The challenge of making institutional stories work for urban and environmental policy and planning is important and, at this point in time, innovative. Stories give voice to the silenced, they work toward inclusive cities and can address racism, classism and sexism head on. Institutional storytellers can strive to collect group stories to craft into large narratives. They can ask themselves which institutional story is being told and which stories are being left out. They can challenge the dominant story of why things are as they are and explore alternative explanations that include multiple voices that may change the direction of decisions and actions (see Incomplete Streets blog entry). The question then is, if institutional stories represent such a fertile ground for creating change, why aren’t they a bigger part of our planning/policymaking conversation?
The new generation of planners and policymakers could and should reinvigorate storytelling. Storytelling is arguably on everyone’s minds these days, as technology makes it easier to broadcast films and podcasts around the globe, and Internet memes reach anyone who’s plugged in. Students need to keep the momentum going, doing story research and incorporating it into the beginnings of their own practice since they are ideally placed to connect storytelling trends to real-life policy and planning. Meanwhile, academics have done a lot of work around storytelling, but there’s a lot left to do. Many researchers have written about the power of stories, particularly personal and ethnographic stories, but not many have identified institutional stories as a way to effect change. Even as researchers look more deeply into institutional stories, they also need to link research to practice. Universities are one obvious place to connect academics, researchers, and budding practitioners, and may be just the catalyst needed increase the storying of our institutions.
Kim Etingoff and Julian Agyeman
Kim Etingoff is a graduate student at Tufts University pursuing an MA in Urban and Environmental Policy and Planning.
Banks, JoAnne (2012). “Storytelling to access social context and advance health equity research.” Preventive Medicine 55: 394-397.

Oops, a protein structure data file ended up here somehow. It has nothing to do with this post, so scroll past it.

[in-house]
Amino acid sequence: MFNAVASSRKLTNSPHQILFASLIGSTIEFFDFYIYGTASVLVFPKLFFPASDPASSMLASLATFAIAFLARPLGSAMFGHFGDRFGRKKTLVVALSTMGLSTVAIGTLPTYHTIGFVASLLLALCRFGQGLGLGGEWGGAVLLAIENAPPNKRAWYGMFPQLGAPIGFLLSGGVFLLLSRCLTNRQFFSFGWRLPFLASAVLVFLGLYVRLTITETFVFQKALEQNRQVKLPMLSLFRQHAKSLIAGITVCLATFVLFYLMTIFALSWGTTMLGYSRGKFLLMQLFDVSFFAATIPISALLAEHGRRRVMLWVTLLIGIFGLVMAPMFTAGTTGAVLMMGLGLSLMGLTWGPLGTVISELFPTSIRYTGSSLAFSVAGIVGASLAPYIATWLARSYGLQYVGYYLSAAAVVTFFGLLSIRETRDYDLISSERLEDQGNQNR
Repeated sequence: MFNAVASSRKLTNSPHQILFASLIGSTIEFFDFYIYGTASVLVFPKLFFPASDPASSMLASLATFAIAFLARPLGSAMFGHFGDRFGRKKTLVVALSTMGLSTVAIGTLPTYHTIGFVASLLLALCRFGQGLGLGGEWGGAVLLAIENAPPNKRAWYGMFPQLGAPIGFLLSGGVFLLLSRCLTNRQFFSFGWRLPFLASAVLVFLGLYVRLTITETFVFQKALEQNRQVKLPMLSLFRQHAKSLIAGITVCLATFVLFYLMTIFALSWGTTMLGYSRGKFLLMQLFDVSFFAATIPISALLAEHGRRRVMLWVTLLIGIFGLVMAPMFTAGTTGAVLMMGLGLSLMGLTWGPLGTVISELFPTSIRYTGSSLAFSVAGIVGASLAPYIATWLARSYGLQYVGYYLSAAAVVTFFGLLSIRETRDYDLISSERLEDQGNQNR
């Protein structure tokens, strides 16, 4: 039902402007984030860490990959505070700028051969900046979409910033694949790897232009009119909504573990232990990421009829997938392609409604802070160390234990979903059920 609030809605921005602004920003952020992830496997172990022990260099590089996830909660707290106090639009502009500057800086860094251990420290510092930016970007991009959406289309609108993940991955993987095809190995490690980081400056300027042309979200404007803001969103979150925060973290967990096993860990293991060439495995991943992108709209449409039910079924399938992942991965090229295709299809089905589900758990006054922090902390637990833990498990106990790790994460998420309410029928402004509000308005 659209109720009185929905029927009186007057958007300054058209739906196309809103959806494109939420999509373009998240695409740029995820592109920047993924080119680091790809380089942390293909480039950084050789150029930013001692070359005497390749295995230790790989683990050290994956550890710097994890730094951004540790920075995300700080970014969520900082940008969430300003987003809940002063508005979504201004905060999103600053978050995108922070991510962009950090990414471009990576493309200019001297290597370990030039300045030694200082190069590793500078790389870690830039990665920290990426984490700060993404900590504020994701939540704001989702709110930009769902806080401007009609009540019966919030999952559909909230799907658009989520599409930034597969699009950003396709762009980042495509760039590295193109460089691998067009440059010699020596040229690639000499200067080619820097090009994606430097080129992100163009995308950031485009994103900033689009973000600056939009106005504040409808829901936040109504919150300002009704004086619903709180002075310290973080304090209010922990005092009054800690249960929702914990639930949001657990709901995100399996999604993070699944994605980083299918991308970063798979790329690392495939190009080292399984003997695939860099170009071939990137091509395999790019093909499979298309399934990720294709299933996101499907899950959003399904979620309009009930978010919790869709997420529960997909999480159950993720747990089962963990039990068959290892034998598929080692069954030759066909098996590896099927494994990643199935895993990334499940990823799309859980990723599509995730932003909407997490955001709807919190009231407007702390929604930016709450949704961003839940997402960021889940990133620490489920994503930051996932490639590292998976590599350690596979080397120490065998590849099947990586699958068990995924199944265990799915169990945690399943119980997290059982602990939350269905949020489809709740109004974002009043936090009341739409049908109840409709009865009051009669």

Dickinson, Elizabeth (2012). “Addressing Environmental Racism Through Storytelling.” Communication, Culture, & Critique 5: 57-74.
Eckstein, Barbara J. (2003) “Making Spaces: Stories in the Practice of Planning.” In Story and Sustainability, edited By B.J. Eckstein and J.A. Throgmorton. Cambridge, MA: MIT Press
Goldstein, Bruce Evan, et. al. (2003). “Narrating Resilience: Transforming Urban Systems Through Collaborative Storytelling.”Urban Studies 1-19.
Mandelbaum, Seymour J. (2003) “Narrative and Other Tools.” In Story and Sustainability: Planning, Practice, and Possibility for American Cities, edited by B. J. Eckstein and J. A. Throgmorton. Cambridge, MA: MIT Press.
McClintock, Nathan (2011) “From Industrial Garden to Food Desert.” In Cultivating Food Justice, edited by Alison Hope Alkon and Julian Agyeman. Cambridge, MA: MIT Press.
Raadschelders, Jos C. N. (2010). “Is American Public Administration Detached From Historical Context?” The American Review of Public Administration 40 (3): 235-260.
Sandercock, Leonie (2003). “Out of the Closet: The Importance of Stories and Storytelling in Planning Practice.” Planning Theory & Practice 4, no.1: 11-28.
Van Hulst, Merlijn (2012). “Storytelling, a model of and a model for planning.” Planning Theory 11: 299-318.